JACKSON, Miss. (AP) -- Mississippi will ask a federal appeals court to overturn a ruling that has temporarily blocked authorities from closing the state's only abortion clinic. And, Attorney General Jim Hood said he's hoping to get an indication from the appeals court on whether the state will be successful in defending the 2012 law that threatens to close the clinic, even before a dispute goes to trial.
U.S. District Judge Daniel P. Jordan III ruled in April that the state couldn't close Jackson Women's Health Organization while the clinic still has a federal lawsuit pending.
The state filed a notice on Friday that it will ask the 5th U.S. Circuit Court of Appeals in New Orleans to overturn Jordan's decision.
The clinic's lawsuit, filed last summer in U.S. District Court in Jackson, challenges a 2012 state law that requires each OB-GYN who does abortions at the clinic to have admitting privileges at a local hospital. So far, the clinic has been unable to obtain the privileges.
Supporters of the law, including Republican Gov. Phil Bryant, say it's designed to protect women's health, but opponents say it's designed to close the clinic and cut off access to abortion.
Jordan allowed the law to take effect in July 2012, but he blocked the state from closing the clinic while the clinic tried to get admitting privileges. Such privileges can be difficult to obtain, because hospitals often won't give them to out-of-state physicians. The clinic uses out-of-state OB-GYNs, including one from Chicago.
Hood, whose office is defending the law, said Tuesday that he's trying to gauge whether the state will ultimately be successful in pursuing a legal strategy of arguing that the law was written to protect women's health. He said if the 5th Circuit affirms Jordan's April ruling, that might indicate that the state's approach wouldn't succeed at trial or on appeal.
"It gives us an opportunity to look at what the court would do," Hood told The Associated Press. "It's about trying to protect taxpayers' money."
The lawsuit is scheduled for trial March 3 in Jackson.
Hood said if the 5th Circuit indicates the state won't be successful at trial, he'd evaluate whether the state should keep defending the law. If the state loses, it would pay the clinic's attorneys' fees, he said.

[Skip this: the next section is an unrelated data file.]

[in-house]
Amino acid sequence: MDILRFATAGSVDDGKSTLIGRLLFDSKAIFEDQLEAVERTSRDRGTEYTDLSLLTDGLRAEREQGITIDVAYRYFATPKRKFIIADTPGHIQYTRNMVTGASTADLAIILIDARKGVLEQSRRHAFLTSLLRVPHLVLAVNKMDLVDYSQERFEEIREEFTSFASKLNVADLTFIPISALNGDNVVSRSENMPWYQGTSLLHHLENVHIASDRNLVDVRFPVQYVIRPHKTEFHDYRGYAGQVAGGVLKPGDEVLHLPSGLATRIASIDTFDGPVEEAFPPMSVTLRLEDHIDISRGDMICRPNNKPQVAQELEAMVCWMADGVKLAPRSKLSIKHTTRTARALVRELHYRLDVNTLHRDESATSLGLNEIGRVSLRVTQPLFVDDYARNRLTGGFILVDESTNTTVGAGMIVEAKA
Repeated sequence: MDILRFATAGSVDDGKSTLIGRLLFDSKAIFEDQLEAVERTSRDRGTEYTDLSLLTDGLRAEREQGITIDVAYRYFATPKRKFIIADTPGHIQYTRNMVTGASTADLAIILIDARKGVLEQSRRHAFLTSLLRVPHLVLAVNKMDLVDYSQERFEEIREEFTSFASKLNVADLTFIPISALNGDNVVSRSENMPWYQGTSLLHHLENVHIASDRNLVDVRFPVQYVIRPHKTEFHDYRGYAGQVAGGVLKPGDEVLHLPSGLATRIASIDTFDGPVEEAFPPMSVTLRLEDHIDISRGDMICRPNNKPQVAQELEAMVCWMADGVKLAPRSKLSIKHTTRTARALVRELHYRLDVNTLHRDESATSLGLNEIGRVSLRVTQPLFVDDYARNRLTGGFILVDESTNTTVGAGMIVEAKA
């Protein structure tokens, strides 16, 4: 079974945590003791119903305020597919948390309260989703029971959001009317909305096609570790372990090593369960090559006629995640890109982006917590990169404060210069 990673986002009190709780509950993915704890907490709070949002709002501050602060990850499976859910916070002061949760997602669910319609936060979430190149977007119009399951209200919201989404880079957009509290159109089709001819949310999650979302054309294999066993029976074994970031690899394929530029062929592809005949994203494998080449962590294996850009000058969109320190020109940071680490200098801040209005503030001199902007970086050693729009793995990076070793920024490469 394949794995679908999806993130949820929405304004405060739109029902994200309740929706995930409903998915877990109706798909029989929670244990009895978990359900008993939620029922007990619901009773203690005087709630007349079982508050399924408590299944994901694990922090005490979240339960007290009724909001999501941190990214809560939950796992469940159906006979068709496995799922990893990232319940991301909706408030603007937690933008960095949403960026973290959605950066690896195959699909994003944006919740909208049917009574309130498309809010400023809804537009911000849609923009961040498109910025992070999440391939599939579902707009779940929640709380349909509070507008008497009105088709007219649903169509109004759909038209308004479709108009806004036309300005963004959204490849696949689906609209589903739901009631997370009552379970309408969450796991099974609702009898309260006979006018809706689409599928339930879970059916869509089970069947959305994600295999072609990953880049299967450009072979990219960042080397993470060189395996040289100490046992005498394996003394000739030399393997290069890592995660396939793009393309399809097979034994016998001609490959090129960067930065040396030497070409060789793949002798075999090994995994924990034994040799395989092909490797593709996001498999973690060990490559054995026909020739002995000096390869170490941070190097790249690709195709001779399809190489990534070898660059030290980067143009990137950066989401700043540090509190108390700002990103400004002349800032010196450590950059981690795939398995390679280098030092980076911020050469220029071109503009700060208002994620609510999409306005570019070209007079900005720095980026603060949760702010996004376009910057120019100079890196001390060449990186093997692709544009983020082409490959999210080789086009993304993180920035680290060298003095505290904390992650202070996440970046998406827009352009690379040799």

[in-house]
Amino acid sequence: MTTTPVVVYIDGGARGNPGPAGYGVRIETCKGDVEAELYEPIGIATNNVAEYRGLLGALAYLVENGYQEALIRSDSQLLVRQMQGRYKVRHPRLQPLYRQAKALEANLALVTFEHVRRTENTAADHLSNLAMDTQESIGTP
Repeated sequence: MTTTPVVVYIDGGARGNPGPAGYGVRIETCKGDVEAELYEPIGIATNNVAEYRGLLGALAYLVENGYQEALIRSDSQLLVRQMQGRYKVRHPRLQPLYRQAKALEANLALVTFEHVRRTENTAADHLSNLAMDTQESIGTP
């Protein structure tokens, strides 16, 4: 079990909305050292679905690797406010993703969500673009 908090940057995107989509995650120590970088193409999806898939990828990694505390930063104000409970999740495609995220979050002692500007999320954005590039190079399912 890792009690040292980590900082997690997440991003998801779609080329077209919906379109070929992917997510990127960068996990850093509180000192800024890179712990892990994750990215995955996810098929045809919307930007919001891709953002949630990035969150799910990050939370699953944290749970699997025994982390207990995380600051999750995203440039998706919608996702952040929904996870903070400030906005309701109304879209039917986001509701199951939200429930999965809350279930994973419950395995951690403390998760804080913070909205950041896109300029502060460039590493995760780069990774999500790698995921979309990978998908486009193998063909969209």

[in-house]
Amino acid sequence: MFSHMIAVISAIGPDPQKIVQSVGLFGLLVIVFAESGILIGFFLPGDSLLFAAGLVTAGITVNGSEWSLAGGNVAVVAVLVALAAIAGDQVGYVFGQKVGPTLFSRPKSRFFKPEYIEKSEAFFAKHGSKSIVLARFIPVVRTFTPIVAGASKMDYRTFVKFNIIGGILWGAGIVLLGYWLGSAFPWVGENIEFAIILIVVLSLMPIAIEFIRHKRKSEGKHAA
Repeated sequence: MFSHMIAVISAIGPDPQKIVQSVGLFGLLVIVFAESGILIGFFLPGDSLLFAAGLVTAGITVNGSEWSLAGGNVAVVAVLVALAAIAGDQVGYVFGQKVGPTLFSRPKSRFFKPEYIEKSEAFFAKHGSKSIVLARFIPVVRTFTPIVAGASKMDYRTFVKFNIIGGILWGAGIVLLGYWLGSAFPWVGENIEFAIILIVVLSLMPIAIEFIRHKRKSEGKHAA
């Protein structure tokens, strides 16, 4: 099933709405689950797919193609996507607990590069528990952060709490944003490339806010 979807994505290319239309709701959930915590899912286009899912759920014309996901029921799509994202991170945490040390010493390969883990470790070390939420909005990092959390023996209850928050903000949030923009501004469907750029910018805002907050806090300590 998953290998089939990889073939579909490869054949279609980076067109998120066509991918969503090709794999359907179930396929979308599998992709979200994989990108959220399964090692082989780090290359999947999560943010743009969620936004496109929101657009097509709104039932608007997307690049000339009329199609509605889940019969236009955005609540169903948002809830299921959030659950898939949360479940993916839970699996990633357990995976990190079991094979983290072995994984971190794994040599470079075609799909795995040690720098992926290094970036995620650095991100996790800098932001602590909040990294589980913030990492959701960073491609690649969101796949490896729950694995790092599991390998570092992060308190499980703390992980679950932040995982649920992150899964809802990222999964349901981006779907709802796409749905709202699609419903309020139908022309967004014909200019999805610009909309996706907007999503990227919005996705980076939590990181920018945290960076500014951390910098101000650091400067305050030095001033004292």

Hood, the only Democrat in statewide office, said he hasn't talked to Bryant or the law's chief sponsor, Republican Rep. Sam Mims, of McComb, about the latest developments in the case, and he didn't know whether his staff had been in touch with them.
Asked if he's concerned he'd face political backlash if the state stops defending the admitting-privileges law, Hood told AP: "I'm sure there are people who want to fight a losing cause just to make a point. I don't do that.... I don't see going out and spending the people's money just for political gain."
Contacted Tuesday by AP, clinic owner Diane Derzis deferred comment to the Center for Reproductive Rights, a New York-based group that represents the clinic in its lawsuit. Bebe Anderson, an attorney who is director of the U.S. legal program for the center, said in a phone interview that Mississippi has been trying to shut down the clinic.
"We would hope that the 5th Circuit will uphold the well-reasoned decision by the district court judge," Anderson said.
With only one abortion clinic remaining open in the state, Anderson said, "obviously, the stakes are high for women in Mississippi."
Mims said Tuesday that he continues to believe the law is constitutional.
"The intent of the law is clear," Mims said. "We believe this is a health care issue for women."
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